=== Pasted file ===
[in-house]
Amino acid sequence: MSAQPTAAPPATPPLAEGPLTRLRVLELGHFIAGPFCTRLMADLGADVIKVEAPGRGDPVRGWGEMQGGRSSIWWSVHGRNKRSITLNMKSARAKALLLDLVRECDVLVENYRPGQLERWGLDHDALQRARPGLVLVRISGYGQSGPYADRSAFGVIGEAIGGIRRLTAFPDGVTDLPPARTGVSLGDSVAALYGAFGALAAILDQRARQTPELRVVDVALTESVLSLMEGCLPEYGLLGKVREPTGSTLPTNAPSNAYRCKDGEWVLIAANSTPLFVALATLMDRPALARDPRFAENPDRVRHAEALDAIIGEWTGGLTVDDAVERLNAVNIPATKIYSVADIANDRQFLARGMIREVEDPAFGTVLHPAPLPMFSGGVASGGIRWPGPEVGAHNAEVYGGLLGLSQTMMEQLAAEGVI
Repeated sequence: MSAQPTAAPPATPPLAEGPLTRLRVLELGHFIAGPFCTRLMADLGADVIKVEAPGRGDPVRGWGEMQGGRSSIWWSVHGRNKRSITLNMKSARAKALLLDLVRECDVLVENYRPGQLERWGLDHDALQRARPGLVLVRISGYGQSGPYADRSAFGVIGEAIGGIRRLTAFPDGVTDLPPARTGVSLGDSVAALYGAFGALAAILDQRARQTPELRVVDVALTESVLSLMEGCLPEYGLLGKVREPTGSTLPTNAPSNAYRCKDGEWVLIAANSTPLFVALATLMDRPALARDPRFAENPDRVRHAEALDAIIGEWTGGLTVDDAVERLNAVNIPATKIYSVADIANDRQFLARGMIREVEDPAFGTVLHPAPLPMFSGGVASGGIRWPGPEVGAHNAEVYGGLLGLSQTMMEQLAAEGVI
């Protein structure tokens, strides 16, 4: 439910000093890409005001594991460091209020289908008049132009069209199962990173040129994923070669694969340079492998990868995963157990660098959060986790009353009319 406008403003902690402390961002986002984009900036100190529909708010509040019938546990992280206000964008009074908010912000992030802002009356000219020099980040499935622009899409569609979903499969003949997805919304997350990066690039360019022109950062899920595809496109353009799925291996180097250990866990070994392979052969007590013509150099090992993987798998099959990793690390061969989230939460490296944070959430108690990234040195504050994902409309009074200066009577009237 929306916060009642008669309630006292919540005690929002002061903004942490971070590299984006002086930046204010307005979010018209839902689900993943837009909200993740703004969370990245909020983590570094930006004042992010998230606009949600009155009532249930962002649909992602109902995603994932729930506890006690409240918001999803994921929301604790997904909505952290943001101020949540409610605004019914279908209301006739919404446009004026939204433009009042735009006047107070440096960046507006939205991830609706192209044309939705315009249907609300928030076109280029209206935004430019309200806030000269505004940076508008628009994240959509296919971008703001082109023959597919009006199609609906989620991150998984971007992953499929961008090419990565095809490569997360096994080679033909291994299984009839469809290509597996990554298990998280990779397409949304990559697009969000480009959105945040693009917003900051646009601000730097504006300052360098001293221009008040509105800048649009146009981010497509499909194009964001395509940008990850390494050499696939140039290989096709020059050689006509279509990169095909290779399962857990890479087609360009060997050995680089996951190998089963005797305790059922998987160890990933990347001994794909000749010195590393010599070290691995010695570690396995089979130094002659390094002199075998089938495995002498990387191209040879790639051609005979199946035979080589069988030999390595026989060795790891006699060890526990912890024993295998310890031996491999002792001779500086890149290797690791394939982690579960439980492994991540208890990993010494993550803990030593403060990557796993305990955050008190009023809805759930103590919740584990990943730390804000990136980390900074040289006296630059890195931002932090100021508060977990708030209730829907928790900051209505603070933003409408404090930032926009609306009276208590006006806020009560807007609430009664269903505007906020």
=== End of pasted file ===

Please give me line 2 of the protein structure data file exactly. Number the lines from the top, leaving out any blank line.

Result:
Amino acid sequence: MSAQPTAAPPATPPLAEGPLTRLRVLELGHFIAGPFCTRLMADLGADVIKVEAPGRGDPVRGWGEMQGGRSSIWWSVHGRNKRSITLNMKSARAKALLLDLVRECDVLVENYRPGQLERWGLDHDALQRARPGLVLVRISGYGQSGPYADRSAFGVIGEAIGGIRRLTAFPDGVTDLPPARTGVSLGDSVAALYGAFGALAAILDQRARQTPELRVVDVALTESVLSLMEGCLPEYGLLGKVREPTGSTLPTNAPSNAYRCKDGEWVLIAANSTPLFVALATLMDRPALARDPRFAENPDRVRHAEALDAIIGEWTGGLTVDDAVERLNAVNIPATKIYSVADIANDRQFLARGMIREVEDPAFGTVLHPAPLPMFSGGVASGGIRWPGPEVGAHNAEVYGGLLGLSQTMMEQLAAEGVI